Grand Central Air Terminal
One of Glendale’s most beloved landmarks received a complete rehabilitation, allowing the story of the city’s aviation history to live on in a new form.
Perhaps no other site tells the story of Glendale’s aviation history better than the Grand Central Air Terminal.
Glendale was home to Los Angeles’ first commercial airport, Grand Central Air Terminal (GCAT), where it lives on as an excellent example of preservation through adaptive reuse.
Designed by architect Henry L. Gogerty and completed in 1930, GCAT combines Spanish Colonial Revival and Art Deco design.
The airport was the birthplace of commercial air travel in Southern California. American Airlines was established there, and it was used by legendary figures in aviation, including Amelia Earhart and Howard Hughes. It also served as a backdrop for several films, including 1934’s Bright Eyes, starring Shirley Temple.
During World War II, the building served as a training facility for pilots and mechanics. After the war, geographic constraints hindered the airport’s ability to accommodate new—and larger—commercial aircraft.
The airport shuttered in 1959, and the property became a light industrial business park. The building fell into disrepair when, in the early 1990s, large portions of decorative finishes and interior spaces were demolished.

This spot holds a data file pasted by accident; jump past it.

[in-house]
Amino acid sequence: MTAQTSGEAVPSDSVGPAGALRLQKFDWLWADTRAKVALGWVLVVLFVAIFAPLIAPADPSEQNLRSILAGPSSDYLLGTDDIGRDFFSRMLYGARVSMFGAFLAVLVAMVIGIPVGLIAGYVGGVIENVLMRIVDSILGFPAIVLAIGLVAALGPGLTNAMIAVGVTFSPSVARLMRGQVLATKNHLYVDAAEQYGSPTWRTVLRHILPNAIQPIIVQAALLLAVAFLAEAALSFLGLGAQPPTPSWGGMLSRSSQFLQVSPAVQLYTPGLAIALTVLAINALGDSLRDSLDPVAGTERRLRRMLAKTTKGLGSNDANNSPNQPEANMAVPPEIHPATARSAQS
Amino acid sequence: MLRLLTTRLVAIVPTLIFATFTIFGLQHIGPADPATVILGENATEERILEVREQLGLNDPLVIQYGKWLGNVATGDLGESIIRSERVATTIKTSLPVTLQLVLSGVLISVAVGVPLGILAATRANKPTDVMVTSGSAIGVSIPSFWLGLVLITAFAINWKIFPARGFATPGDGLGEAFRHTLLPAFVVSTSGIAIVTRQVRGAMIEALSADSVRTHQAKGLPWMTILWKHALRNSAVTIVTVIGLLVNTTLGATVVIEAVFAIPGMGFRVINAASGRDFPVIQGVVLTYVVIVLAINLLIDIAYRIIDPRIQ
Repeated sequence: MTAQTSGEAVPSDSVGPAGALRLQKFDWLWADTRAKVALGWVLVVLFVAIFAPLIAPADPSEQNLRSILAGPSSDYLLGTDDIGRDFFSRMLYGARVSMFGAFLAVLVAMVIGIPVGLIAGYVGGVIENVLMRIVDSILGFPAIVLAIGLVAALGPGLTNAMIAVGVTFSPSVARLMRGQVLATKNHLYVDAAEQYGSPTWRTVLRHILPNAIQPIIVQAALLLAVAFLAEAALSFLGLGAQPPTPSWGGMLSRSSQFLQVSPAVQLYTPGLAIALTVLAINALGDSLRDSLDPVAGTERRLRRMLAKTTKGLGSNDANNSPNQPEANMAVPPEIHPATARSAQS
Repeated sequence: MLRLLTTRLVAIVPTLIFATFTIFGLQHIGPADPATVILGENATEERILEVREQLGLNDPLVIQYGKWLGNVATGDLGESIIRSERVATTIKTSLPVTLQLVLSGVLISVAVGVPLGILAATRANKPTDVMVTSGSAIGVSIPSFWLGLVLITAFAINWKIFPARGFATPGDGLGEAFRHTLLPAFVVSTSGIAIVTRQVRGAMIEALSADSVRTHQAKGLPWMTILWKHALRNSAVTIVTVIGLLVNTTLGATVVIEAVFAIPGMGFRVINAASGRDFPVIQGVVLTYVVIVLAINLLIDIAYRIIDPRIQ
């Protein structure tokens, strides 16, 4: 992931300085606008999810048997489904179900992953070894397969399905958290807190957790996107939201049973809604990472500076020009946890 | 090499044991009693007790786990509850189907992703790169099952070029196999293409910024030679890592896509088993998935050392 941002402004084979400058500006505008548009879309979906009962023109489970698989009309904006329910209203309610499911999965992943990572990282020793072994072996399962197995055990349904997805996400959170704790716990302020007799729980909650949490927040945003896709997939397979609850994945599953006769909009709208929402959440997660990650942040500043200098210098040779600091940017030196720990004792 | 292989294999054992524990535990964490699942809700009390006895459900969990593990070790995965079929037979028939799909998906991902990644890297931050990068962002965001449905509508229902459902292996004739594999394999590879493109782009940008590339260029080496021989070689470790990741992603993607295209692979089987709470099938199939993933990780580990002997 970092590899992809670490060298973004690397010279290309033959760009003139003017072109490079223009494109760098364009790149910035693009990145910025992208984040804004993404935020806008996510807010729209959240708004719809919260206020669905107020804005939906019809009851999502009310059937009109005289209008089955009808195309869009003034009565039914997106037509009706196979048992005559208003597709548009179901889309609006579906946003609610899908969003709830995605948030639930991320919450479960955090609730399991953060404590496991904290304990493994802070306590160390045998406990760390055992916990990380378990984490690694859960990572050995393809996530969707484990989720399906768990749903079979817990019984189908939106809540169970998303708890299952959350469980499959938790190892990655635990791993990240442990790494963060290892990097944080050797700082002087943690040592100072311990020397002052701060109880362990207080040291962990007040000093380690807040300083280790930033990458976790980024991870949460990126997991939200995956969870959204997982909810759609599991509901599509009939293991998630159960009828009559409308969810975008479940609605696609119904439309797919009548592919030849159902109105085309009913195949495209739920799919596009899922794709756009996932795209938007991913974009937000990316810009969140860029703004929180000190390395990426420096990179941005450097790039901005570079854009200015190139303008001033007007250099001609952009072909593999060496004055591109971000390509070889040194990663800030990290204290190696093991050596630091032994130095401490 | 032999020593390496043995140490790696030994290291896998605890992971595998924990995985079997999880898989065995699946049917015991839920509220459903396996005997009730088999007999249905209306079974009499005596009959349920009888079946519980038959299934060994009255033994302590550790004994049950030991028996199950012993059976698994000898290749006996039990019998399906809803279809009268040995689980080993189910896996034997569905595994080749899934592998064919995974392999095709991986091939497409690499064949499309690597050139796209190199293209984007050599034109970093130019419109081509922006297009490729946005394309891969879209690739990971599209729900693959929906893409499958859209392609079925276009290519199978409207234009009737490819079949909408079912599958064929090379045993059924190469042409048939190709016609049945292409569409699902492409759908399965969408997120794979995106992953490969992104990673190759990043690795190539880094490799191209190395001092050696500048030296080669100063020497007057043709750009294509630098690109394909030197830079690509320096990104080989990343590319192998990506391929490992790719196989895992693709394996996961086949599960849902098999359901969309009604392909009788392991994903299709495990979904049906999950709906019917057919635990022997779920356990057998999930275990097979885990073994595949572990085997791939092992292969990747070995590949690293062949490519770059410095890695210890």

The building remained untouched until 2012, when its current owner embarked on an ambitious project to transform the airport for new uses. The project team rehabilitated the entire property, including the airport concourse, runway, and taxiway.
They completely restored the building’s exterior and significant interior spaces. The team thoroughly researched and meticulously restored, or recreated, missing or degraded character-defining features, such as light fixtures and decorative tile.
Parts of the building were adapted into an event center and a business office for use by current tenants. The airport concourse, runway, and taxiway now serve as event space.
To build awareness of the site’s history and preservation, the team created a visitor center featuring photographs, original artifacts, and an educational film.
The site was designated a Glendale Historical Landmark in 1977, and it is eligible for the California Register of Historical Resources and the National Register of Historic Places. The rehabilitation project earned a Los Angeles Conservancy Preservation Award in 2017.
Grand Central Air Terminal demonstrates a deep commitment to honoring the past while looking toward the future. The project reactivated a significant yet underused part of the city’s history, earning a Conservancy Preservation Award in 2017.
The Conservancy does not own or operate the Grand Central Air Terminal. For any requests, please contact the Grand Central Air Terminal directly at (323) 221-2164.